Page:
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  #1  
Old 04-27-2020, 12:22 AM
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BMW E53 3.0i -- Front&Rear Differential Change + Other various suspension components

Alrighty....so I've been fed up with going down the highway in top gear at 3500 rpms going around 70mph. I tried looking at getting a AWD 6 spd transmission, but the setup is completely different--unfortunately. My differential ratio for my manual 5sp X5 is 4.10s. And with no real "over-drive" top-gear, the only thing I can do is change the front&rear diffs.

I did not see any good write-up for 3.0 E53s changing front diffs. And I did not want to drop my subframe like TIS suggested neither. All I could find with VAST google search's is that, yes you can squeeze the front diff out of the car barely.

So off to changing my front diff first!
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Old 04-27-2020, 01:14 AM
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So after some research on what diffs I could use for the X5, the lowest ratio I could find would be from the 4.4L E53s only. They use 3.64 differential ratio. To me, this should be well enough. And going 70ish mph @3500 rpms would then drop to about 3100 rpms. I think this should be fine and hopefully pick up maybe a half mpg or two. In addition, maybe my 1st gear will be more useful.

Below you should see the pictures of this process.

Steps:
1. Remove both front CV axles left to right (this is REALLY easy to do with just removing the lower control arm at the K-member and removing the tie-rod ball joint--I don't know why ppl remove the whole knuckle just to replace a CV axle -_- )

2. Remove the drive shaft to the input gear of the front diff
a. Mark the bolts to the flex joint as there is a specific orientation for this to go apparently, should be 3, 16mm bolt-nuts and 3 flange-bolts
b. Once all fasteners are removed, pry the drive-shaft flange with a screwdriver towards the x-case, notice this pushes shaft deeper in splines which you can then remove flex joint and mounting flange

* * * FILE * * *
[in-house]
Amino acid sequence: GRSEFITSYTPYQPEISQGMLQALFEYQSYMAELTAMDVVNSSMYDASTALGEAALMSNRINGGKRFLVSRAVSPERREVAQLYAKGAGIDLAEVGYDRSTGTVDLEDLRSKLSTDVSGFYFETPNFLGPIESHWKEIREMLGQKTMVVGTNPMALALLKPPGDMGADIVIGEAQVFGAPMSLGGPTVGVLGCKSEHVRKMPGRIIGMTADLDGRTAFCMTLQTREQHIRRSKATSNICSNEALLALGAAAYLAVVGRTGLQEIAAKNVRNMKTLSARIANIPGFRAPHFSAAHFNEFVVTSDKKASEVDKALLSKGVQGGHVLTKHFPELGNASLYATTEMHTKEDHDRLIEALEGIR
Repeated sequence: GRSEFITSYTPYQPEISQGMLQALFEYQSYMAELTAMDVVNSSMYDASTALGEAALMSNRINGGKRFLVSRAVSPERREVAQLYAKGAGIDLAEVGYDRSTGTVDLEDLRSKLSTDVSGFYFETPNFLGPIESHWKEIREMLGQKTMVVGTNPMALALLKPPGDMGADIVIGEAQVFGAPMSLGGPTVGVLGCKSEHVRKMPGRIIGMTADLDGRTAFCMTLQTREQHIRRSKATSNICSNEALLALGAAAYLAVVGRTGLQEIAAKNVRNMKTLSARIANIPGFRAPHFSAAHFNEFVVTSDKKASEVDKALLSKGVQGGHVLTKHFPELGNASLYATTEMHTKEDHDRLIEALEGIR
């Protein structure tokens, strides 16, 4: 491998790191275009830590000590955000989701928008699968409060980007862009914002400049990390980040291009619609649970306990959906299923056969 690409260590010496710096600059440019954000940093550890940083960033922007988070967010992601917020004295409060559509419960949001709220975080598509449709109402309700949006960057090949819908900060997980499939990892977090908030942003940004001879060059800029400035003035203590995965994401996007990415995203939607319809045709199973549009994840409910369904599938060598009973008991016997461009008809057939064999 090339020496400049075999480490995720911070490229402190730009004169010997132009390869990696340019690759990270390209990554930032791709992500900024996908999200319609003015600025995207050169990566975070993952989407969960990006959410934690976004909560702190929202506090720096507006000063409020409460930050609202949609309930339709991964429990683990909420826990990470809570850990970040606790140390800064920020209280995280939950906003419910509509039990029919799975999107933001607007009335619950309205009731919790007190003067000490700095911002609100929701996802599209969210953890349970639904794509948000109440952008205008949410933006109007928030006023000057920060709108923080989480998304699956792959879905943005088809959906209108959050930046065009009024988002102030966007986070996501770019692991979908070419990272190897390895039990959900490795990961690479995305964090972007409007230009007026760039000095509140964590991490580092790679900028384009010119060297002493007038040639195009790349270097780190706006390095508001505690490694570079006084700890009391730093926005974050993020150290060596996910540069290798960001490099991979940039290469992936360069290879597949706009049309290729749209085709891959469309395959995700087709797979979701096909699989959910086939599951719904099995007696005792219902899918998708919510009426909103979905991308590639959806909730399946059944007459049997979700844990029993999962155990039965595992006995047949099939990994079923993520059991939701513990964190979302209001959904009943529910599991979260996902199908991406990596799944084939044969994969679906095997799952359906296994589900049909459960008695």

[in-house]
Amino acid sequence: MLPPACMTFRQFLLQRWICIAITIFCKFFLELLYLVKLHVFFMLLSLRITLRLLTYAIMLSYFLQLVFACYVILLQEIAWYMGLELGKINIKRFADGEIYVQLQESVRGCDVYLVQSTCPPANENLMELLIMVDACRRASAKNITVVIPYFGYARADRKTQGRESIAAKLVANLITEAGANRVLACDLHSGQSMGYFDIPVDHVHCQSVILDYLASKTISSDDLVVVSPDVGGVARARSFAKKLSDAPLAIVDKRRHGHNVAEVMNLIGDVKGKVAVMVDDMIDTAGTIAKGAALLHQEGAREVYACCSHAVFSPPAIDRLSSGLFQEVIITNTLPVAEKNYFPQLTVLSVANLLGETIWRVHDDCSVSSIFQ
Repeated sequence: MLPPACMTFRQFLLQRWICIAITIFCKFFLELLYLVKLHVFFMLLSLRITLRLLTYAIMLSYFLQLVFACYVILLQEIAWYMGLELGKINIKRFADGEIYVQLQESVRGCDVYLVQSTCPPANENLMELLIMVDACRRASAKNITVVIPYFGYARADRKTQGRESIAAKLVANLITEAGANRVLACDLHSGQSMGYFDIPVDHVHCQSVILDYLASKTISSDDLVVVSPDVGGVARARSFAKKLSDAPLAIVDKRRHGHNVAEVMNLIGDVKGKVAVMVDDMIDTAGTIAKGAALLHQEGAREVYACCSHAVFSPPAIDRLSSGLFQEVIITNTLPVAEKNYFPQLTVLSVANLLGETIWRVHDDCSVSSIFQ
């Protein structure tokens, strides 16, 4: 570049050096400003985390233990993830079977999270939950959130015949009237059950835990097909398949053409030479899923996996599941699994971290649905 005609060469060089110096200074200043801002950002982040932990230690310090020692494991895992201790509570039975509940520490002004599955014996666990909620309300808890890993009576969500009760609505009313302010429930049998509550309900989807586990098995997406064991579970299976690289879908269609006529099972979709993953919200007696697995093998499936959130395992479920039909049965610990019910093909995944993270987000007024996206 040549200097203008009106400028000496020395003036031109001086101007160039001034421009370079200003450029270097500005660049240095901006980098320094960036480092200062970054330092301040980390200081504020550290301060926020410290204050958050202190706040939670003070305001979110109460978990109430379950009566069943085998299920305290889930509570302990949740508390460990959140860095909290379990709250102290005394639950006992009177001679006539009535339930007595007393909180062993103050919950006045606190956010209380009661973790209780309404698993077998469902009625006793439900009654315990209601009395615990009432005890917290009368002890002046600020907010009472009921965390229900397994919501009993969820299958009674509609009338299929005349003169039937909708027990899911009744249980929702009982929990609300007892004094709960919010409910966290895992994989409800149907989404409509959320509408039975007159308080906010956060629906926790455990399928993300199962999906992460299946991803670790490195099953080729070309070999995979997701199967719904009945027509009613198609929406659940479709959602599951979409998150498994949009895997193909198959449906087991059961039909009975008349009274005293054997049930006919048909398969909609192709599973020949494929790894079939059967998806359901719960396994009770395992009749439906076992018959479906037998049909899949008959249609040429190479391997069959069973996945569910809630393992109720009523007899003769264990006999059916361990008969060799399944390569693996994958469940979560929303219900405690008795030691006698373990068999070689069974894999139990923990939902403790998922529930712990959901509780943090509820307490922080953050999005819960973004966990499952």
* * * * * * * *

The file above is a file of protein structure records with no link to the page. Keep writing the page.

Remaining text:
3. Drain your diff and get ready to loosen all 4 bolts to the oil pain, also remove vent tube
a. All 3 short bolts can be easily removed via 16mm socket, but the long bolt needs to stay in the diff housing until you can rotate it down to remove the bolt (NOTICE! These are blind holes on the side of the oil pan--that are aluminum!! Take SPECIFIC precaution when torquing and ONLY do by hand. DO NOT use power tools as you can hydro-lock your bolt and blow out your threads.)

4. Now rotate diff and move towards the rear, disconnect oil pan sensor if you think it will get in the way/break
a. Rotate diff input flange down to help aid in removing
* it might help loosening motor mount top-nuts so the engine can wiggle some more for added clearance

5. Installation is obviously the reverse. Do take note on when tightening the bolts to the oil pan! Make sure to clean threads on bolts. Don't use power tools for this! Tighten by hand! Only tighten to about 40 ft*lbs or so.


Couple of notes:
1. When reinstalling new diff, it might help taking the edge off various sharp edges, like the input machined surface, oil pan side surface--you'll notice on my last picture
2. I actually pounded with a hammer slightly the left side motor mount area just so re-installation of the new diff would be much easier--and it was, but what you see is the sharp edge on the diff digging into K-member. It might be better not to do this, but no welds were broke--so I'm okay with it.
3. Luckily, I still had good enough splines on the drive shaft to the diff as they look a little wore out. It was mostly rusty when I took it out which I wonder if it contributed to a lot of the wear. I made sure to grease up the splines real good upon re-installation. These are heat-treated splines so I'm not worried after 185k miles how these look.
4. Don't be afraid to mark things with your grease pen--this really helps with identifying what goes where.
5. You can easily identify the diffs with the tag on top, but the writing quickly fades away the more you wipe it
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Old 04-27-2020, 01:24 AM
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Front suspension components replacing in the meantime

During the whole diff swap, i'm swapping out new steering components. After 185k miles, I think it time to change all of these STOCK components. You can see the BMW insignia on every steering component.

The rubber on the thrust joint is completely shot as there are cracks in the rubber throughout. ALso, the lower control arm ball joint rubber has cracks all in it too.